This is the second album from Russian doom rockers Scarecrow.
Scarecrow play a classic, old-school mix of doom, hard rock, heavy blues, prog rock, psychedelia, and proto-metal.
Scarecrow II is a 44-minute time travelling psychedelic journey into the past, with the band as very capable guides. If you think of a 70s-style rock band, with some beefy guitars, the occasional symphonic flourish, and a streak of doom, then you’ll have a rough idea of what to expect. The promo blurb also mentions acts such as Witchcraft and Graveyard, which are both relevant references.
The songs are well-written, well-realised, and enjoyable. This is an authentic and honest tribute to the greats from the past, while still having more than enough personality and character of its own to justify its existence. Scarecrow are a talented bunch, and they strike the right balance between retro/hero-worship and finding their own voice.
The music has a darkness to it that speaks of its doomier influences, but also has a certain lighter energy that’s infectious. On the one hand it is as if the band wanted to write a record that you could have a good time to, but on the other they also wanted to create something darker and more adventurous. Eventually, they just decided to do both at the same time, and this record is the result. For me, Magic Flower exemplifies this; meaty doom and a dark mood collides with feel good riffs and playful blues harmonica. It shouldn’t work, but it does. Yes, the various elements of the different genres that have been thrown into Scarecrow II gel really well, and the band have the skill and vision to pull off such an ambitious collection of influences.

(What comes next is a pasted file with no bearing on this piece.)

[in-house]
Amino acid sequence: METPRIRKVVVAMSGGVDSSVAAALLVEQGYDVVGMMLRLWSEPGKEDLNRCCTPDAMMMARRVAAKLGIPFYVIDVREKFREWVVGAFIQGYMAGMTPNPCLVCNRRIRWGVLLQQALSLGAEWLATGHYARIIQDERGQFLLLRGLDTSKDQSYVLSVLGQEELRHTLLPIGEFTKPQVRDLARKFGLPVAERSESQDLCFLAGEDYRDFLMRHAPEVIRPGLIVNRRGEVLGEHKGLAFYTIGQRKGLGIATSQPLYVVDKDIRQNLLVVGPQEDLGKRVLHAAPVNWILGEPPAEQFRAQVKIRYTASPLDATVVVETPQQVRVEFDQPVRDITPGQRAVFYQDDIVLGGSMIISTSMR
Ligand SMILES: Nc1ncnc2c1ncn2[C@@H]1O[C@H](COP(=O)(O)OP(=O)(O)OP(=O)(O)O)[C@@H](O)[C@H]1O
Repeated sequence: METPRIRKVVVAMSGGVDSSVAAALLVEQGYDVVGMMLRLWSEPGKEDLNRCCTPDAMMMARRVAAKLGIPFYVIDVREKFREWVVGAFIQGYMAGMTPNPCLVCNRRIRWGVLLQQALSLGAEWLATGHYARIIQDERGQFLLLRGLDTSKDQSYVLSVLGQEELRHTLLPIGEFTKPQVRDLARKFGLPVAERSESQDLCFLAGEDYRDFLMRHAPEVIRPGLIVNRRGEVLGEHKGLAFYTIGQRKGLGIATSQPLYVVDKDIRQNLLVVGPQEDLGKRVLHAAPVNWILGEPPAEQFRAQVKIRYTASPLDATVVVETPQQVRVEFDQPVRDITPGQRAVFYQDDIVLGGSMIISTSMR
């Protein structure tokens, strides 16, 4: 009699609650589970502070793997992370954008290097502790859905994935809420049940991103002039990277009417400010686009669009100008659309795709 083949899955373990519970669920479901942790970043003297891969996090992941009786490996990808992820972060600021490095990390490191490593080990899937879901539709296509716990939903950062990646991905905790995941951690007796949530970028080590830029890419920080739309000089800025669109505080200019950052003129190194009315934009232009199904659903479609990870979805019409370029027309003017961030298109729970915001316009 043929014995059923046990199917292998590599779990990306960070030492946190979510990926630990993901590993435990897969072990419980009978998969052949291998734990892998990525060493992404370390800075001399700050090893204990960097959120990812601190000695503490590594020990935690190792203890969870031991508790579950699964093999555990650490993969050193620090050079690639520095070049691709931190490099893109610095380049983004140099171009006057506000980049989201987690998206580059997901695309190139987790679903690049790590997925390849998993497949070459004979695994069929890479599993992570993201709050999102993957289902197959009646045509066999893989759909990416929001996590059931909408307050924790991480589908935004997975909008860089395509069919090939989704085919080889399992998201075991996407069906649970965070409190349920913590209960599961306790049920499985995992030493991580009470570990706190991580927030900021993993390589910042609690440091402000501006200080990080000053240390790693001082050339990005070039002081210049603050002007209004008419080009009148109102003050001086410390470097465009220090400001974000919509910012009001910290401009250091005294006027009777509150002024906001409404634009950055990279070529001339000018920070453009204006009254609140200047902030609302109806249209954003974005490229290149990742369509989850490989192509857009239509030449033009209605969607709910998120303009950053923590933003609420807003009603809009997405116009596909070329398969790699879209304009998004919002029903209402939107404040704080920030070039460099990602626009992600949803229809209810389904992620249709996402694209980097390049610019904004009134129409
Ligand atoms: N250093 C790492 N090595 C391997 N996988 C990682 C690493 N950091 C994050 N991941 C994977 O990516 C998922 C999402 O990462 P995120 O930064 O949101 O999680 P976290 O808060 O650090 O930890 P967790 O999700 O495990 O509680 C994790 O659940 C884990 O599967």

Scarecrow II is a product of the past, but is more than worth paying attention to in 2021. Make sure you give this the time it deserves.